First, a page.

Bolero International, a provider of trade finance digitisation solutions, has entered into a partnership with blockchain platform dltledgers, adding its electronic bill of lading (eBL) solution to dltledgers’ offering.

Built on Hyperledger Fabric, the Singapore-based dltledgers platform focuses on cross-border commodity trade and trade finance. It enables trading companies to connect to their supply chain network and digitalise trade processes and financing documentation. Smart contracts allow traders to automate the creation of trade flows and build a digitally signed consensus framework among multiple parties. Banks and other trade finance providers, meanwhile, can offer instant trade financing support through the platform, which facilitates letter of credit (LC) transactions and supply chain financing.

“Until now, the only part of executing a trade that couldn’t be done digitally with dltledgers was the bill of lading. We don’t have our own P&I Club-approved solution,” says Farooq Siddiqi, CEO of dltledgers. “At the core of this partnership is therefore Bolero’s eBL. They have the technology, and they have the rule book which allows a fully digital transfer of title, without a paper document.”

This new collaboration will mean a dltledgers customer wishing to conduct a transaction will be able to issue, approve, transfer and track their eBL directly on the dltledgers platform, while the document itself will be transferred within Bolero. This, according to dltledgers, means that it can now provide true, end-to-end digitisation for its customers, enabling them to make a complete shift from paper-based trade execution to digital.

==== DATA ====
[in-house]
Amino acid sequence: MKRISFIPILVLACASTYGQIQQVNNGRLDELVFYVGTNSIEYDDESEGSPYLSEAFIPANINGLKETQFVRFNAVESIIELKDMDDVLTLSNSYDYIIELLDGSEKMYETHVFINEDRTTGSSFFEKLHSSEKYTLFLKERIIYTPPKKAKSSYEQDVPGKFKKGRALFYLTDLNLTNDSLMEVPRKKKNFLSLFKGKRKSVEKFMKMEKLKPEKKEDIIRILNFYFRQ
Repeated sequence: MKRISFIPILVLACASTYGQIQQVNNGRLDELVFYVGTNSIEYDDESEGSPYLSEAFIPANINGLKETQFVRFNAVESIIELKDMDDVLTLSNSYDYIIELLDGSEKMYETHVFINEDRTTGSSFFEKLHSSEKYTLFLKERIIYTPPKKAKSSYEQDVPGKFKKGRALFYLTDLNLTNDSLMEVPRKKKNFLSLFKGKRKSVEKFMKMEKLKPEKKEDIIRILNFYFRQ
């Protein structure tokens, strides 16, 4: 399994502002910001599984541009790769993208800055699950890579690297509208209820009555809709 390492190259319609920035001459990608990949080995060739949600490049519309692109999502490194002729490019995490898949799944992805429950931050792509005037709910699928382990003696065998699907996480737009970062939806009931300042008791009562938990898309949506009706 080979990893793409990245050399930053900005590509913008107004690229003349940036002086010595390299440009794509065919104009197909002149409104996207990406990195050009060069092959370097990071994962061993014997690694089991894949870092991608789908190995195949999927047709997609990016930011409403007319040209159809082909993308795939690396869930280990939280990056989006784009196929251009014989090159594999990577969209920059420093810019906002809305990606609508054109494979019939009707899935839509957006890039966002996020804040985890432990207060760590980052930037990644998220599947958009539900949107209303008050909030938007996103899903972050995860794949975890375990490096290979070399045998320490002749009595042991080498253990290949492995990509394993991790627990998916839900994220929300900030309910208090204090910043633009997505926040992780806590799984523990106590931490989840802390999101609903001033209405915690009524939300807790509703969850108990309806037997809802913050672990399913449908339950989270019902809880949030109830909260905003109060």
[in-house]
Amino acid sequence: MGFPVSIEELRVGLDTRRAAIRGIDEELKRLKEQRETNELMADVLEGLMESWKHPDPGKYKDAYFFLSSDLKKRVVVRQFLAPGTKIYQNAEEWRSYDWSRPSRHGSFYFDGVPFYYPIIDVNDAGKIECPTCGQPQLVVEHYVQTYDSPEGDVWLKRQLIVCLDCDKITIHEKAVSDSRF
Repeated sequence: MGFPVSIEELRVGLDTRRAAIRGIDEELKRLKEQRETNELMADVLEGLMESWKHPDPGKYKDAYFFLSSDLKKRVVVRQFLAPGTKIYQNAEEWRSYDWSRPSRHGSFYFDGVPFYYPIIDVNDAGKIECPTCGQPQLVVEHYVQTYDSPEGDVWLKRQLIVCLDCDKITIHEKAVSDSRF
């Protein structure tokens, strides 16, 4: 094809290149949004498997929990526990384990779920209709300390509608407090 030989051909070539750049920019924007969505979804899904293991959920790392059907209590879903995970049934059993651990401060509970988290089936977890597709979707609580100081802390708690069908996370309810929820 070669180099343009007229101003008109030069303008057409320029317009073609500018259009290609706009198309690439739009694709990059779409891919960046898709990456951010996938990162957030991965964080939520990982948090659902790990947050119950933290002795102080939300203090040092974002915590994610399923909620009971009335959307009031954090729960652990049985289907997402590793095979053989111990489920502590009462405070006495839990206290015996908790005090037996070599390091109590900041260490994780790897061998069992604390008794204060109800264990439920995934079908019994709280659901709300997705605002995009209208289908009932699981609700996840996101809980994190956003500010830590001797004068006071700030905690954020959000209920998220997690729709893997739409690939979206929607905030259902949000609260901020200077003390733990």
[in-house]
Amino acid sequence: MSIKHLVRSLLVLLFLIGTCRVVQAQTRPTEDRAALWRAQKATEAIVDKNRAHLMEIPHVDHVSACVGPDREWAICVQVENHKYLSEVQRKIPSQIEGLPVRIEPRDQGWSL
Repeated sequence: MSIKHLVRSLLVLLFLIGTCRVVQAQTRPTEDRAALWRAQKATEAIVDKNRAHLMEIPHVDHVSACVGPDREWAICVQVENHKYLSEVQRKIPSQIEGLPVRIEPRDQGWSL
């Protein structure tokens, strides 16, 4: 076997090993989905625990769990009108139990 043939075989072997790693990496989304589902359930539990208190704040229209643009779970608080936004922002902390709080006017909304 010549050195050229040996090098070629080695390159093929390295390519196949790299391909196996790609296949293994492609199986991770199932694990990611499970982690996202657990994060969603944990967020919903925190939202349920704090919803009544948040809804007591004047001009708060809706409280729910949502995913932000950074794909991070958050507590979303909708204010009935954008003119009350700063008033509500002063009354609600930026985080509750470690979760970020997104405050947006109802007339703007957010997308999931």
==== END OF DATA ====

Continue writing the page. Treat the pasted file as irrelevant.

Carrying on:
“As well as delivering immediate efficiencies and cost savings, this is helping our users to prepare for the next wave of data-driven trade finance, which is much closer to reality than many realise,” says Siddiqi. “Here in Singapore, it will also help them stay one step ahead of compliance and regulatory changes. With the new code of conduct announced last month by the Association of Banks in Singapore, supported by the Monetary Authority of Singapore, this is an increasingly important consideration for anyone in the sector.”

Unlike Bolero’s recent partnership with Mitigram, signed last month, this deal does not include a revenue sharing agreement. Instead, customers will, at least for now, sign two agreements – one with dltledgers and another with Bolero, Siddiqi tells GTR, adding: “This is important, as the customer must sign Bolero’s rule book. This means that both parties can invoice the customer separately, with no need for reseller agreements.”

This is the latest in several link-ups to blockchain trade platforms for Bolero, which already provides electronic bills of lading as a service to trade finance network Contour, and earlier this year became part of the Marco Polo Network.